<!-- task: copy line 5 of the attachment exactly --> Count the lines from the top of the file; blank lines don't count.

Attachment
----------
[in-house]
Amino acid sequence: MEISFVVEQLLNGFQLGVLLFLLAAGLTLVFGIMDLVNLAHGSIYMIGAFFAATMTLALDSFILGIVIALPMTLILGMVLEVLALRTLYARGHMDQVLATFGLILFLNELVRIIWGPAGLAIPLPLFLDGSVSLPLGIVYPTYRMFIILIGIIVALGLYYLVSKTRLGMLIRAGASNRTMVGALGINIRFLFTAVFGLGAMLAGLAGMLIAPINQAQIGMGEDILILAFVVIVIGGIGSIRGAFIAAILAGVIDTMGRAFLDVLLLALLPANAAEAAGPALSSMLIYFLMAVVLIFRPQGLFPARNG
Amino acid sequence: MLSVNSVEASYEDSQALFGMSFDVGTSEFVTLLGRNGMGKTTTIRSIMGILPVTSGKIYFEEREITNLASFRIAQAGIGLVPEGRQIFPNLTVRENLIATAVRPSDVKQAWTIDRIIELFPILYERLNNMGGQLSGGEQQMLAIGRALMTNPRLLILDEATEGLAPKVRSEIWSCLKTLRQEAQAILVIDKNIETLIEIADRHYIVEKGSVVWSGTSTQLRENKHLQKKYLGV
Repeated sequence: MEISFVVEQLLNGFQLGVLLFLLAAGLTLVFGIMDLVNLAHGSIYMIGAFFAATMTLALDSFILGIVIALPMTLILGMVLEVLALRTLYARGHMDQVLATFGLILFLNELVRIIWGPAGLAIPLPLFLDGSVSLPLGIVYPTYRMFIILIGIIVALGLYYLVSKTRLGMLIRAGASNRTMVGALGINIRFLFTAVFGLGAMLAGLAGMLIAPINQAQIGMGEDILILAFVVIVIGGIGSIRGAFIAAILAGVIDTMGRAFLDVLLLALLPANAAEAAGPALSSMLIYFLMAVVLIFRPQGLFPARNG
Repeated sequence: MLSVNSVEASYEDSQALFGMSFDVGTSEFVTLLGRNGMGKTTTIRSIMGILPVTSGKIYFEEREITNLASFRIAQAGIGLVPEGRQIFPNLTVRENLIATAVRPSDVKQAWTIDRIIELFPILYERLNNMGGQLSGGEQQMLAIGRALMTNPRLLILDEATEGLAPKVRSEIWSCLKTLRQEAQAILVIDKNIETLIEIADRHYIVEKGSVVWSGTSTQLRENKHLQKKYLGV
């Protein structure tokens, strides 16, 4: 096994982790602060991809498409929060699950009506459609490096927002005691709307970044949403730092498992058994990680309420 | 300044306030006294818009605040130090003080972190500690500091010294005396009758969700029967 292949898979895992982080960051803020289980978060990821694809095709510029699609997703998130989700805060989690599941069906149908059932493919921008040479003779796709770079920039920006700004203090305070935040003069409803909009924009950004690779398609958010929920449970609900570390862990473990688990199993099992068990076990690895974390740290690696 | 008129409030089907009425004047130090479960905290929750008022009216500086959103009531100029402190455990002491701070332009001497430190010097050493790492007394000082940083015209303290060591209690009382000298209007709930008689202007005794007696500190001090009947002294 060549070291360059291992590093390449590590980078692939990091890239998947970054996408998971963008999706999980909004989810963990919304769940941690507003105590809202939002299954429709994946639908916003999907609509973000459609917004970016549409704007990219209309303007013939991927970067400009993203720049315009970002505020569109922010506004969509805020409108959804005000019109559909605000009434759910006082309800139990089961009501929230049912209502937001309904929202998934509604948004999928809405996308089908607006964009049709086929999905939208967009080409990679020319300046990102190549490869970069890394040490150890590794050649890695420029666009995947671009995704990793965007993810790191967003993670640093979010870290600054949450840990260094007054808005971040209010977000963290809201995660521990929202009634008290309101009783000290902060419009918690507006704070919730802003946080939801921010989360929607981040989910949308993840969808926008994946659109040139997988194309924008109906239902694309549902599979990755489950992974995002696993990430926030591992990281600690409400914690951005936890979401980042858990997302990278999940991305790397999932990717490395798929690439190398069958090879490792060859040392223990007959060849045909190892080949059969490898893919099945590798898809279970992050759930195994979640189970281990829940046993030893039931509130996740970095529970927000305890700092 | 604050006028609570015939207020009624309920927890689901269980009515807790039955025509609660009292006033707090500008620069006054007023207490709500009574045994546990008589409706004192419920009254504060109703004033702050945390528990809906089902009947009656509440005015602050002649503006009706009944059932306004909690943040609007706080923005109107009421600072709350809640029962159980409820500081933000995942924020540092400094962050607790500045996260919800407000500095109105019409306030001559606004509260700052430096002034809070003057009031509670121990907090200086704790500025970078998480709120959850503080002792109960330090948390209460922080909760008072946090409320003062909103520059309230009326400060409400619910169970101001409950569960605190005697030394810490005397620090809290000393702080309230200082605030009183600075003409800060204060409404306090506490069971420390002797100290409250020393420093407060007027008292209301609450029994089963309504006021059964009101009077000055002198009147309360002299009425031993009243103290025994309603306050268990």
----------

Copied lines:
Repeated sequence: MLSVNSVEASYEDSQALFGMSFDVGTSEFVTLLGRNGMGKTTTIRSIMGILPVTSGKIYFEEREITNLASFRIAQAGIGLVPEGRQIFPNLTVRENLIATAVRPSDVKQAWTIDRIIELFPILYERLNNMGGQLSGGEQQMLAIGRALMTNPRLLILDEATEGLAPKVRSEIWSCLKTLRQEAQAILVIDKNIETLIEIADRHYIVEKGSVVWSGTSTQLRENKHLQKKYLGV